Remembering My Stepdad: Reflections from C. S. Lewis's Stepson, Doug Gresham

Fifty years after his death, C.S. Lewis’s stepson, Doug Gresham, gives a very personal reflection on the man he knew as ‘Jack’

I never knew ‘C.S. Lewis’, the name on the spines of the books, for the living, breathing man who filled my young life with his presence was ‘Jack’.

My first encounter with him was extra-ordinary. I was an 8-year-old American schoolboy, ‘straight off the boat’, brought to Oxford a short while after arriving in the strange land of England. I was being taken to meet the man who, as far as I was concerned, actually knew High King Peter of Narnia and the great lion Aslan. But in the kitchen of his house, ‘The Kilns’, we were greeted by a slightly stooped, balding, round-shouldered being with long nicotine-stained fingers and teeth, dressed in the shabbiest clothes I had ever seen. Despite my initial dismay, Jack soon emerged from my imaginary C.S. Lewis to become a real friend and a much-loved stepfather.

In today’s world, many will have difficulty believing in the real Jack. He had grown up with the nineteenth-century belief in honesty, personal responsibility, commitment, duty, courtesy, courage, chivalry and all those great qualities society now needs so desperately to recover.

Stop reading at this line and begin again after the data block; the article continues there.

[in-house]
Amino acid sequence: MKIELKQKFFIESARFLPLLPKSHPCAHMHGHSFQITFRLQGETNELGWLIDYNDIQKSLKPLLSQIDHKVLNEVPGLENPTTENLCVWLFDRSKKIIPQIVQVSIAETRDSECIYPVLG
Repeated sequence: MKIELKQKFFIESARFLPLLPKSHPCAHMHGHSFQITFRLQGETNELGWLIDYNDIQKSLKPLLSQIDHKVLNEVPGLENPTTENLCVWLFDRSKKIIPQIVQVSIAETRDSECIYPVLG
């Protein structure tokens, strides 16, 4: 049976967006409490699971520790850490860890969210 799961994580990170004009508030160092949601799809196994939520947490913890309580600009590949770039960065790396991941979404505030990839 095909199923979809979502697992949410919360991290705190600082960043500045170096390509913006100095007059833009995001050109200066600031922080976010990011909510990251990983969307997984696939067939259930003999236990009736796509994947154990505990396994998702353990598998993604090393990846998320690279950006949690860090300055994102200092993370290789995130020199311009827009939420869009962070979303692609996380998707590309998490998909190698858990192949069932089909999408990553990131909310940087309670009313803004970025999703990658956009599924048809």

Jack also had come to understand a great deal about humanity. He was no stranger to suffering: he lost his own mother at the age of nine; he fought in the First World War, and lived through the Second, losing friends in both. He learned to love and to lose, and suffered their respective agonies. No one could have blamed him had he closed himself off and become the cloistered scholar, as is often depicted. Instead, he plunged once more into love and pain by marrying my mother, who was already dying at the time. He faced the pain of loving one whom he knew was unlikely to be with him very long, and also took on the responsibility for my brother and myself.

Was C.S. Lewis a great scholar? Undoubtedly. Was he a great writer? No honest scholar today can doubt that for a moment. Was C.S. Lewis a great teacher? That, I think, is also unquestionable. A great theologian? Many of today’s finest Christian scholars strongly believe so. Although he would never have laid claim to any of those titles, nor perhaps even have accepted them from others, he was all of those things and a great deal more besides.

You see, while C.S. Lewis was a great scholar, a great writer, a great teacher and a great theologian, Jack was a great man.

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